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Violant of Aragon

From Wikipedia, the free encyclopedia

Violant or Violante of Aragon, also known as Yolanda of Aragon (8 June 1236[citation needed] – 1301), was Queen consort of Castile and León from 1252 to 1284 as the wife of King Alfonso X of Castile.

Life

Violant was born in Zaragoza, the daughter of King James I of Aragon (1213–1276) and his second wife, Yolande of Hungary (ca.1215-1253).[1] Her maternal grandparents were Andrew II of Hungary and Yolanda de Courtenay.[2]

In January 1249, Violant married King Alfonso X of Castile at Burgos,[1] who before his marriage, had a romantic relationship with Mayor Guillén de Guzmán who bore to him an illegitimate daughter Beatrice.

Due to Violant's young age, she was unable to get pregnant for several years. Alfonso came to believe that his wife was barren and came to even consider the possibility of asking the pope for an annulment of the marriage.

Legend has it that the Queen could not get pregnant and the doctor told her to rest. Alicante was recaptured by the Crown of Castile and the King and Queen rested in a farm located in the fields near the city, and there she became pregnant; the King decided to call the place "Pla del Bon Repos" ("Plain of good sleep"), a name that has been left to posterity and today is a suburb of Alicante.

In 1275, Violant's son and heir to Castile, Ferdinand de la Cerda died heir to the Castilian-Leonese throne and Alfonso at first ignored the rights of Ferdinand's two sons, Alfonso and Fernando, and instead made their second son, Prince Sancho heir; he would later succeed as Sancho IV of Castile.

In response, the widow of Ferdinand, Blanche of France, enlisted the help of her brother, Philip III of France. At the same time, queen Violant sought support for her grandchildren from her brother, King Peter III of Aragon, who agreed to protect and guard them in the kingdom of Aragon, accommodating her grandchildren in the Castle of Xativa. During the reign of her son Sancho IV, and the latter's son, Ferdinand IV of Castile, Queen Violant lived almost permanently in Aragon and she supported the rights to the throne of Castile and León of her grandson, Alfonso de la Cerda.

In 1276, Violant founded the Convent of San Pablo in Valladolid. This was erected in honor of the Hungarian Order of St. Paul. Violant's mother brought some Hungarian influence on the Spanish culture, and also introduced the Order of St. Paul.

Queen Violant died in Roncesvalles, Navarre, in 1301, on her return from Rome, where she had won the Jubilee in 1300.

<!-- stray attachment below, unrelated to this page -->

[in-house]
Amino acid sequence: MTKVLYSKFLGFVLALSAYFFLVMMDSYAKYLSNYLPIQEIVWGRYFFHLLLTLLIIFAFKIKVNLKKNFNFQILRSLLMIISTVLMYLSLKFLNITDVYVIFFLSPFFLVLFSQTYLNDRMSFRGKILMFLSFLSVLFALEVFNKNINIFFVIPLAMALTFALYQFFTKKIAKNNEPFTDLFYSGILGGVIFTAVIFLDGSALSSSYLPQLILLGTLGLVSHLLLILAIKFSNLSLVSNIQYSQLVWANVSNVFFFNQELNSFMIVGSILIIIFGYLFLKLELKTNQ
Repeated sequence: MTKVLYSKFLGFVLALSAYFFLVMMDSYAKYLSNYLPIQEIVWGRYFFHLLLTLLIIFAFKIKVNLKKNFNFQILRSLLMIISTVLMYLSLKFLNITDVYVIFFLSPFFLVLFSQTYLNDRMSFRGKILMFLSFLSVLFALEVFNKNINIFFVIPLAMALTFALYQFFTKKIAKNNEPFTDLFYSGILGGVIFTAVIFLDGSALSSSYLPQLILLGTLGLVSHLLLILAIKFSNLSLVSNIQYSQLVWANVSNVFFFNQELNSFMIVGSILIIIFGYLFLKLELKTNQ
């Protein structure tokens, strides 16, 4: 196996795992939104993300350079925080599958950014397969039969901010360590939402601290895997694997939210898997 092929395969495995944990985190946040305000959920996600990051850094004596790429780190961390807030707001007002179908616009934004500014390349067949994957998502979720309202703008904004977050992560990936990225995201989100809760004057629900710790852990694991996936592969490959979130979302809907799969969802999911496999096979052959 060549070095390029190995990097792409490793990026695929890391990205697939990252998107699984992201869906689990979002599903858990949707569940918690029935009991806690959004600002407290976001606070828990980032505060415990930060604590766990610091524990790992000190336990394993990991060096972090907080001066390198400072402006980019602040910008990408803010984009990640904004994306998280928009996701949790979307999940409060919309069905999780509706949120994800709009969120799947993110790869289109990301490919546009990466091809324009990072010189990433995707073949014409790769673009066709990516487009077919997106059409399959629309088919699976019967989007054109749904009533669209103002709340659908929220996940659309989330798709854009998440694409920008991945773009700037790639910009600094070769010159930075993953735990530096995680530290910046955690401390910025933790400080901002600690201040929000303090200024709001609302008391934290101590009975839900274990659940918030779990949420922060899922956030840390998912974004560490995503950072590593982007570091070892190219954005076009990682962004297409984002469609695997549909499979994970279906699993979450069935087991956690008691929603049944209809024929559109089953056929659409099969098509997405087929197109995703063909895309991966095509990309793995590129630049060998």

Children

Coat of arms of Violant of Aragon as Queen Consort of Castile.
Coat of arms of Violant of Aragon as Queen Consort of Castile.

Alfonso and Violant had the following children:

  1. Berengaria (1253 – after 1284). She was betrothed to Louis, the son and heir of King Louis IX of France, but her fiancé died prematurely in 1260. She entered the convent in Las Huelgas, where she was living in 1284.
  2. Beatrice (1254–1280). She married William VII, Marquess of Montferrat.
  3. Ferdinand de la Cerda, Infante of Castile (23 October 1255 – 25 July 1275). He married Blanche, the daughter of King Louis IX of France, by whom he had two children. Because he predeceased his father, his younger brother Sancho inherited the throne.
  4. Eleanor (1257–1275)
  5. Sancho IV of Castile (13 May 1258 – 1295)
  6. Constance (1258 – 22 August 1280), a nun at Las Huelgas.
  7. Peter, Lord of Ledesma (June 1260 – 10 October 1283)
  8. John, Lord of Valencia de Campos (March or April 1262 – 25 June 1319).
  9. Isabella, died young.
  10. Violant (1265–1296). She married Diego López V de Haro, Lord of Biscay
  11. James, Lord of Cameros (August 1266 – 9 August 1284)

References

Translation from Spanish Wikipedia

  1. ^ a b Elena Woodacre, Queenship in the Mediterranean: Negotiating the Role of the Queen in the Medieval and Early Modern Eras, (Palgrave Macmillan, 2013), 52.
  2. ^ Reassessing the Roles of Women as 'Makers' of Medieval Art and Architecture, ed. Theresa Martin, (Brill, 2012), 1089.
Preceded by
Jeanne of Dammartin
Queen consort of Castile and León
1252–1284
Succeeded by
Maria of Molina
This page was last edited on 19 April 2020, at 20:46
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